I left the Knudsen's apartment feeling both elated at my good luck in meeting this man and deflated at the thought that I may never see him again. When I arrived home, I did the only thing I knew to do. I immediately grabbed my journal, and I wrote on the top of the page, "I want Jacob Knudsen to be in my life."

To be continued...

Simple Gifts

Collection by Camilla Engman

'Tis the gift to be simple, 'tis the gift to be free,
'Tis the gift to come down where we ought to be,
And when we find ourselves in the place just right,
'Twill be in the valley of love and delight.

--excerpt from the Shaker song "Simple Gifts"

I have been involved in an intense love affair with technology and media for the last couple of years. Like many of you, I am continually enamored with the vast oceans of information flowing through my computer screen from Google Reader to Facebook to Pinterest to Gmail. I am ever inspired by the musings and creativity of design blogs; I am delighted by the curated treasures of my Pinterest friends; I am amused and often edified by comments and links posted on Facebook. Yet. Yet...I think the time has arrived for me to claim God's gift of simplicity. For me, this means I need to harness those waves of information with a bit more skill than I have thus far; I need to spend less time immersing myself in the waters of the world wide web.

As the Shaker song implies, from simplicity flows freedom. Simplicity will gift me with the freedom of more silence, more experience in the world, a heightened awareness of God's words, and more embodied, human interaction. It will gift me with the freedom to surround myself with the things that make me happiest. The Internet is my momentary thrill, but I feel deep, roaring joy roll through my body when I am touching hands, looking into eyes, feeling breath, listening to voices (human and animal), standing before mountains, pushing against the wind, and smelling damp soil. God speaks to me not through pixles and binary code but through the soft underbelly of the earth where shiny beetles mingle with the knarled roots of a pine tree. This is the aliveness that I miss.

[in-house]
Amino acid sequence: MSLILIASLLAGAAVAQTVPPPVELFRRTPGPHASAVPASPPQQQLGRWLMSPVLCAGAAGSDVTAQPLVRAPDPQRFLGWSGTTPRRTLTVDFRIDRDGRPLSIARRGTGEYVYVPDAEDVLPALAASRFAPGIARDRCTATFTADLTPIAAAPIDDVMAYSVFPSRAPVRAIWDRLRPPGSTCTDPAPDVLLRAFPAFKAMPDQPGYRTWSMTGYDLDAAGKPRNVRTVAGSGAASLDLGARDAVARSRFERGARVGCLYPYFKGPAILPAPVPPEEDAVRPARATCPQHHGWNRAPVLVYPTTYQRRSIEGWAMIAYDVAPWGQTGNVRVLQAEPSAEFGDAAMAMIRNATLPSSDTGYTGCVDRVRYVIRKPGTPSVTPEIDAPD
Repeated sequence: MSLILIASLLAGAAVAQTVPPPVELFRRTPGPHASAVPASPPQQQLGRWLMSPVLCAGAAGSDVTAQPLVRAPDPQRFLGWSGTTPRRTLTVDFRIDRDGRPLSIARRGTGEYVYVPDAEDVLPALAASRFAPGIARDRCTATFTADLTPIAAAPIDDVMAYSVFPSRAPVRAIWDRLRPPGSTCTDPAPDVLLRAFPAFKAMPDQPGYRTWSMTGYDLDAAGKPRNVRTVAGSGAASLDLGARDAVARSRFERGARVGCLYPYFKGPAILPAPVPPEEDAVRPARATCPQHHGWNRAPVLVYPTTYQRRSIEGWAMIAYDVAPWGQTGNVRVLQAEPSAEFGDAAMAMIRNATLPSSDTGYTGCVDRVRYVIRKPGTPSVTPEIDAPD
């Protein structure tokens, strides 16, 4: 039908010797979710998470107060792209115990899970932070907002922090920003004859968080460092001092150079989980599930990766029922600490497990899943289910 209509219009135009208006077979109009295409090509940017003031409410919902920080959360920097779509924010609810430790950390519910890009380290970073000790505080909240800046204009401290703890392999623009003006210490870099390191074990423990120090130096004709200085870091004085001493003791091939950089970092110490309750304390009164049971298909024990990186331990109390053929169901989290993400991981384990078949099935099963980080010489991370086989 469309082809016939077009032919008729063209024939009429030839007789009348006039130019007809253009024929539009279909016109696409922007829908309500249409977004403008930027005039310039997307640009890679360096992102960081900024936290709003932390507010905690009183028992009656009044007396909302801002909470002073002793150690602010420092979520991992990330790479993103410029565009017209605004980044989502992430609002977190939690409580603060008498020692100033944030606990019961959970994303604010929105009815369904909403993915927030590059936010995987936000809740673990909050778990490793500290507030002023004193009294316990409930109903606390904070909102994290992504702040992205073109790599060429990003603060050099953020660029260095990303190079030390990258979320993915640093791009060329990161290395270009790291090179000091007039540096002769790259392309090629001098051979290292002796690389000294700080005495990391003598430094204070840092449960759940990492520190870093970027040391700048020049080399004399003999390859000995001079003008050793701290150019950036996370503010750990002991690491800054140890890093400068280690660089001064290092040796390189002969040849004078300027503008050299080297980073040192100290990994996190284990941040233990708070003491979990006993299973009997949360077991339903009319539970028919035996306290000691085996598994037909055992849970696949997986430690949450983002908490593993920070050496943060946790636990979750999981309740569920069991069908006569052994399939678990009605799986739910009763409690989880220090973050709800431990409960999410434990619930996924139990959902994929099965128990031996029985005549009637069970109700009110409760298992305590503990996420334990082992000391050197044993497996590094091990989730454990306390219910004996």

Like the Shakers, I want to find myself in the place just right where I sit with people and the outside air and give voice to love, offer my respects to lasting delight. I don't think this means I need to absolve myself of all Internet immersions, but rather decrease them so as to make more space in my body and my surroundings for this dynamic simplicity that is my gift to claim.